Traditional Herbal Medicine Use Associated with Liver Fibrosis in Rural Rakai, Uganda

Infectious Diseases Institute, College of Health Sciences, Makerere University, Kampala, Uganda
PLoS ONE (Impact Factor: 3.53). 11/2012; 7(11):e41737. DOI: 10.1371/journal.pone.0041737
Source: PubMed

ABSTRACT Traditional herbal medicines are commonly used in sub-Saharan Africa and some herbs are known to be hepatotoxic. However little is known about the effect of herbal medicines on liver disease in sub-Saharan Africa.
500 HIV-infected participants in a rural HIV care program in Rakai, Uganda, were frequency matched to 500 HIV-uninfected participants. Participants were asked about traditional herbal medicine use and assessed for other potential risk factors for liver disease. All participants underwent transient elastography (FibroScan®) to quantify liver fibrosis. The association between herb use and significant liver fibrosis was measured with adjusted prevalence risk ratios (adjPRR) and 95% confidence intervals (CI) using modified Poisson multivariable logistic regression.
19 unique herbs from 13 plant families were used by 42/1000 of all participants, including 9/500 HIV-infected participants. The three most-used plant families were Asteraceae, Fabaceae, and Lamiaceae. Among all participants, use of any herb (adjPRR = 2.2, 95% CI 1.3-3.5, p = 0.002), herbs from the Asteraceae family (adjPRR = 5.0, 95% CI 2.9-8.7, p<0.001), and herbs from the Lamiaceae family (adjPRR = 3.4, 95% CI 1.2-9.2, p = 0.017) were associated with significant liver fibrosis. Among HIV infected participants, use of any herb (adjPRR = 2.3, 95% CI 1.0-5.0, p = 0.044) and use of herbs from the Asteraceae family (adjPRR = 5.0, 95% CI 1.7-14.7, p = 0.004) were associated with increased liver fibrosis.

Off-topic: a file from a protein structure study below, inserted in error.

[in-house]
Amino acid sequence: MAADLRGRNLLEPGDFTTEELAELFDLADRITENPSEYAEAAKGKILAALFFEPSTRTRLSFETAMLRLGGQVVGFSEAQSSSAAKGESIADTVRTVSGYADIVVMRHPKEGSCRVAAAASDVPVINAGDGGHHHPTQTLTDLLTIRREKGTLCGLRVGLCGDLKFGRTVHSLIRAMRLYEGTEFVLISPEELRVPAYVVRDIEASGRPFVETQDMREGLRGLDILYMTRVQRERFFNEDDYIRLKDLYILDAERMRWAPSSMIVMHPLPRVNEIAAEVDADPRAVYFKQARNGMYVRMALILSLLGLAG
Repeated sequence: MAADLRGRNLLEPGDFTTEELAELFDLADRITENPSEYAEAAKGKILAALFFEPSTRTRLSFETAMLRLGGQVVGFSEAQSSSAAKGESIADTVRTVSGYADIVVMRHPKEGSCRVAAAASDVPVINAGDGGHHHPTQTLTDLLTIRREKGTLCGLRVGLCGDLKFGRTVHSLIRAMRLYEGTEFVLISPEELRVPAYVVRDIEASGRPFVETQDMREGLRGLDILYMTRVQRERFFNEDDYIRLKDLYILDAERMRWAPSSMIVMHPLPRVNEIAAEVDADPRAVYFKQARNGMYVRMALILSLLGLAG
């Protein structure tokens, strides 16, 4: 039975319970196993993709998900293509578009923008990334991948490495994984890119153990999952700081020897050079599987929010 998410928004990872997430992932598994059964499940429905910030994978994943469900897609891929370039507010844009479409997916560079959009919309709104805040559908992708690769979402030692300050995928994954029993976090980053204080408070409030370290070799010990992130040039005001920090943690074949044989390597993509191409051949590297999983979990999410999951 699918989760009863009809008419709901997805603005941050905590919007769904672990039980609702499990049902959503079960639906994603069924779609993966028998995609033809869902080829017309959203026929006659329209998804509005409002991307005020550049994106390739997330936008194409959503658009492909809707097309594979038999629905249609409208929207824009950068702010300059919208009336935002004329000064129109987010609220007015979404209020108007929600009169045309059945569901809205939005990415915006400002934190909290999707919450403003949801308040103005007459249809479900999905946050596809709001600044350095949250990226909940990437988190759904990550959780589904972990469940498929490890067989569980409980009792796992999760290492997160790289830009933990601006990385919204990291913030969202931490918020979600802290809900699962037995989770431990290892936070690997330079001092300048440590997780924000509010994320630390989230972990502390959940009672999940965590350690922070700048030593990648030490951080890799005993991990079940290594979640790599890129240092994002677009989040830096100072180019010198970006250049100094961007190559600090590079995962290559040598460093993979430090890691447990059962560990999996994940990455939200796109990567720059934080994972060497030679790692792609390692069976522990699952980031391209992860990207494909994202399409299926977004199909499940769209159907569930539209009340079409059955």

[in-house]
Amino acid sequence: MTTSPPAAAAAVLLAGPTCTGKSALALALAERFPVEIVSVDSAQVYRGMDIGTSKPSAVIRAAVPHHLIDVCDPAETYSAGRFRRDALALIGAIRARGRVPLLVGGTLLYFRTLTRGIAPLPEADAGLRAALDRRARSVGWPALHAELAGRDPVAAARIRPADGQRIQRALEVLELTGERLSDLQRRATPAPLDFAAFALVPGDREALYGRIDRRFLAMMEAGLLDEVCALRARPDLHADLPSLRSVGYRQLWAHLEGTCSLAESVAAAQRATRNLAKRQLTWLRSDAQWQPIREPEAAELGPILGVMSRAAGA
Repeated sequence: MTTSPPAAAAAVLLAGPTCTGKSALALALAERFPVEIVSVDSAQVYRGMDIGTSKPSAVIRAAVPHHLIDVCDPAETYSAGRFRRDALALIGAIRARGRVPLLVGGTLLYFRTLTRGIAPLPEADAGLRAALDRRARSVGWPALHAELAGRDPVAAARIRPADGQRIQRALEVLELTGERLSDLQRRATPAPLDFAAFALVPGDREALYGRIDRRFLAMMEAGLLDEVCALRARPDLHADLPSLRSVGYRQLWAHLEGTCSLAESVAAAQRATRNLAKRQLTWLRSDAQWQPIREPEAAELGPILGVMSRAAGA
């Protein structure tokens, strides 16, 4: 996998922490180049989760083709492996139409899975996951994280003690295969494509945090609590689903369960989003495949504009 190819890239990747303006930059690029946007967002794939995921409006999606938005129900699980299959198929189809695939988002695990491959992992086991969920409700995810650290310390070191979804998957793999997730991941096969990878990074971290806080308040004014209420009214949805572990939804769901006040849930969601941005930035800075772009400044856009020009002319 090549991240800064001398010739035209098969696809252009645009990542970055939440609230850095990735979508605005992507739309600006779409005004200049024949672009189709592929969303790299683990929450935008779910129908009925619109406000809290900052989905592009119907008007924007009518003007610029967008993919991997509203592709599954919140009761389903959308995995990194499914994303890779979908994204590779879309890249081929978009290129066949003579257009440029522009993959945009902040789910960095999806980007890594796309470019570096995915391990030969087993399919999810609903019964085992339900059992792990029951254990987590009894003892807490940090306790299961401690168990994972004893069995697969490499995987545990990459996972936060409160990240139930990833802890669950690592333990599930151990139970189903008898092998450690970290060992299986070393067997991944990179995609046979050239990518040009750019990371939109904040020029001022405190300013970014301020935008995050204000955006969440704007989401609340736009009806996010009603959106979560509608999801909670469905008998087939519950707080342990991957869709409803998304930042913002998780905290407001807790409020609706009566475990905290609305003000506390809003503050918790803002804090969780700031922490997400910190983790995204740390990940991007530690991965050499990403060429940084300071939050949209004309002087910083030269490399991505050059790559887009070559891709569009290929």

Traditional herbal medicine use was independently associated with a substantial increase in significant liver fibrosis in both HIV-infected and HIV-uninfected study participants. Pharmacokinetic and prospective clinical studies are needed to inform herb safety recommendations in sub-Saharan Africa. Counseling about herb use should be part of routine health counseling and counseling of HIV-infected persons in Uganda.

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